Thursday, January 21, 2016

Signal Watch Reads: "The Lady in the Lake" by Raymond Chandler (1943) - audiobook

The great thing about novel adaptations back in the day was that they clearly either adapted the movies of books they'd read ten years prior and couldn't remember anymore, or they'd be damned if they were going to finish the book before pounding out a script.

I say this, because I've seen the odd-ball noir detective film, The Lady in the Lake directed by and starring Robert Montgomery at least twice, but more like three times.  Why?  Well, it's a super strange movie told from a first person POV with a windy plot that takes a surprisingly believable break in the action for Christmas Eve, and features Audrey Totter at her Totter-iest.

Why, yes, I am going to look right into the camera the whole movie.  Why?

But I don't really want to write a compare-and-contrast of the film and book.  First, only one of you has likely even seen this movie (for shaaaaaame...), and, you know, they're two different beasts.

Still, Audrey Totter.

seriously, this movie is odd, and I totally recommend it

I'm trying to read the Philip Marlowe mysteries in order.  Or, at least, listen to the audiobooks.  After this one I'm taking a break for a 33 hour audiobook on the life of Walt Disney,* so this'll be likely a last review out of me on an audiobook for a bit.

Marlowe is hired by a decent but hapless businessman to look into the disappearance of his semi-estranged wife.  The guy and his wife haven't had a divorce yet, but it was imminent, and he didn't mind if it came - partially because he's carrying on with his smart, attractive assistant and his wife has her own money.

She claims to have been headed to Mexico for a quickie divorce and to marry her handsome but sleazy boyfriend, which is okay by the client.  But he just ran into the boyfriend, who claims not to have seen the wife in over a month - longer than she's been missing.

Marlowe heads up to the mountains to the gentleman's lakehouse to try and start at the beginning.  There, he's talking to the caretaker, who's wife went missing about the same time (a drunk, hot tempered fellow), when the caretaker spots a body submerged in the water.  Pulling the body out, they learn it's the man's wife who ran off.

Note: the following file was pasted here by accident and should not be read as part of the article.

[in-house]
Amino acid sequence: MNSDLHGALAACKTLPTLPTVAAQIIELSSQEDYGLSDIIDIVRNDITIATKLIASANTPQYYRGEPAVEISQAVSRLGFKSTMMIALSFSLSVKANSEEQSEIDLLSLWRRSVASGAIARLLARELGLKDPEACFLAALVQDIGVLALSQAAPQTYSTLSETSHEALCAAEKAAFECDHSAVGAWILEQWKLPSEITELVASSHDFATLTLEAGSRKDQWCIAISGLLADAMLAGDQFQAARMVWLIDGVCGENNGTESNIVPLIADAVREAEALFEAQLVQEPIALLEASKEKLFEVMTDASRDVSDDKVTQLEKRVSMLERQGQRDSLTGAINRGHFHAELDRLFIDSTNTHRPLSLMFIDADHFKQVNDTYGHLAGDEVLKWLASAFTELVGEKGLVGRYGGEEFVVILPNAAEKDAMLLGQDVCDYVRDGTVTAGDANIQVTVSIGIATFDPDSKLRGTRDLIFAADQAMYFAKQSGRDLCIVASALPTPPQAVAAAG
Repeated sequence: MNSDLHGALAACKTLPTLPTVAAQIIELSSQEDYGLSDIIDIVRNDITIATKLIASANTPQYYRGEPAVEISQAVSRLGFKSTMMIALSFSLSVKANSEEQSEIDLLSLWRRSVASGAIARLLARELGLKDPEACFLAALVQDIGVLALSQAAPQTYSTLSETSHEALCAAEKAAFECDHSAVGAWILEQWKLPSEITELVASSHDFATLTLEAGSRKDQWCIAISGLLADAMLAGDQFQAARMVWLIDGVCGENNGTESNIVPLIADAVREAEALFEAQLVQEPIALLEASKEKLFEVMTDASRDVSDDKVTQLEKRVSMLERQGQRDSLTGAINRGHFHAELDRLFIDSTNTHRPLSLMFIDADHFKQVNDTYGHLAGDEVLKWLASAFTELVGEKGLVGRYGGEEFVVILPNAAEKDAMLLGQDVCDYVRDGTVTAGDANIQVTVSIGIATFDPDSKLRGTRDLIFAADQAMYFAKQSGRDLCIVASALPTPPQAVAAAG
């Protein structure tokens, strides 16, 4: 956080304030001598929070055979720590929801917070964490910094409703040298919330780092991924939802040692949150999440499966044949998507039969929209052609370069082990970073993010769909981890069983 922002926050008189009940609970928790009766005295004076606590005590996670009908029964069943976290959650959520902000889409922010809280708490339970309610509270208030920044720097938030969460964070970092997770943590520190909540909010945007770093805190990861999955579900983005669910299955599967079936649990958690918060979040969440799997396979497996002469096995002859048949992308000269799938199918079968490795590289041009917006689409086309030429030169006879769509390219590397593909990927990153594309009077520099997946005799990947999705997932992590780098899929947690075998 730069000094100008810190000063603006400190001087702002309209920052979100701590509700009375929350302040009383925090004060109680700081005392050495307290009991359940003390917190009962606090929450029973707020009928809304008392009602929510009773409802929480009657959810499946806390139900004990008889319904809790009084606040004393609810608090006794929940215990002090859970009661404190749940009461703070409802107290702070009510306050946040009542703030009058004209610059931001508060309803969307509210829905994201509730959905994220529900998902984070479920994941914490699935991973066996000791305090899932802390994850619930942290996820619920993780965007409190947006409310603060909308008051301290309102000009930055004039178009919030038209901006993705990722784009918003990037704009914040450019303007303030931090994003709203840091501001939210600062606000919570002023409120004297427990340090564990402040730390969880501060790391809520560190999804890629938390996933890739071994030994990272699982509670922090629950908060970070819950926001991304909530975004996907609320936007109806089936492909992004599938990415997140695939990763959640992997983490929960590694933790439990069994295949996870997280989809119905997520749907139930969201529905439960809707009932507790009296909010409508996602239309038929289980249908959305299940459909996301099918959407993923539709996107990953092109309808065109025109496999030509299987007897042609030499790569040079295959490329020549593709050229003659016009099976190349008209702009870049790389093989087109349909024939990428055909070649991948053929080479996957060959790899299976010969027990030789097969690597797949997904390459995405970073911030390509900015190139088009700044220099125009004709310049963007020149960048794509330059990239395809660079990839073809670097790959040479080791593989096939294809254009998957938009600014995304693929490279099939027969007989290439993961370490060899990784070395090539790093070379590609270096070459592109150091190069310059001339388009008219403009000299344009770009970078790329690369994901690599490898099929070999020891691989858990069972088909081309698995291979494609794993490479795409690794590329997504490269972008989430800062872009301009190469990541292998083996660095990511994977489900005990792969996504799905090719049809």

From here, the story gets compounded and twisty, with shady cops invested in keeping "peepers" out of town, more bodies showing up, creepy hotel bellhops, doctor's with iffy side-business, and everyone a possible suspect.

The book is also a war time book.  The High Window took place prior to Pearl Harbor, and it's a world without Tojo or Rommel.   Released in 1943, this book reflects some of the realities of wartime America.  Folks talk about rationing rubber, men aren't on the grift or hustling.  They're resigned to what's happening around them as they await conscription, enlistment or commissions.  Soldiers watch landmarks and vulnerable spots, and it seems to take place in a narrow window, which Marlowe himself mentions, before they were dimming harbor lights and reducing America's ability to be a target.

As much as I liked the last Marlowe book, The High Window, this one is larger in scale and - despite the fact I'd seen the movie - kept me guessing with every new detail.  In short, I really enjoyed it.  The book has both Chandler's attention to detail and a wide array of colorful characters.  Maybe he's met these folks in real life.  Who knows?

I am positive that now that I know everything, it'd all just click.  You can make some educated guesses out of the gate, but motives remain elusive, and so it's hard to pull it all together.  While the book relies on the patented detective reveal in the penultimate chapters, it doesn't feel overly staged and doesn't rely on circumstance in the same way as the prior novel.

Even unlikable characters are at least interesting, and some of the characters simply baffling, eluding Marlowe, such as Ms. Fromset.

Different from the movie - there's certainly no Christmas-time setting, Ms. Fromset's role is significantly different, and all of the actual stuff at the lake is cut out of the film, mostly because it culminates in retrieving a dead body that's been soaking for a month - unfilmable in the mid-40's.

Again, the acting talents of Ray Porter are pretty amazing.  Yes, I have noticed his range is limited when it comes to women - but he does pretty great characters, and deals with what could be dated and problematic characters as well as one could do.

And, yes, the season Premier of Marvel's Agent Carter was, indeed, called The Lady in the Lake.  But aside from some visual reference to general noir-esque movies, there's no plot-wise connection.

*because I don't know, that's why

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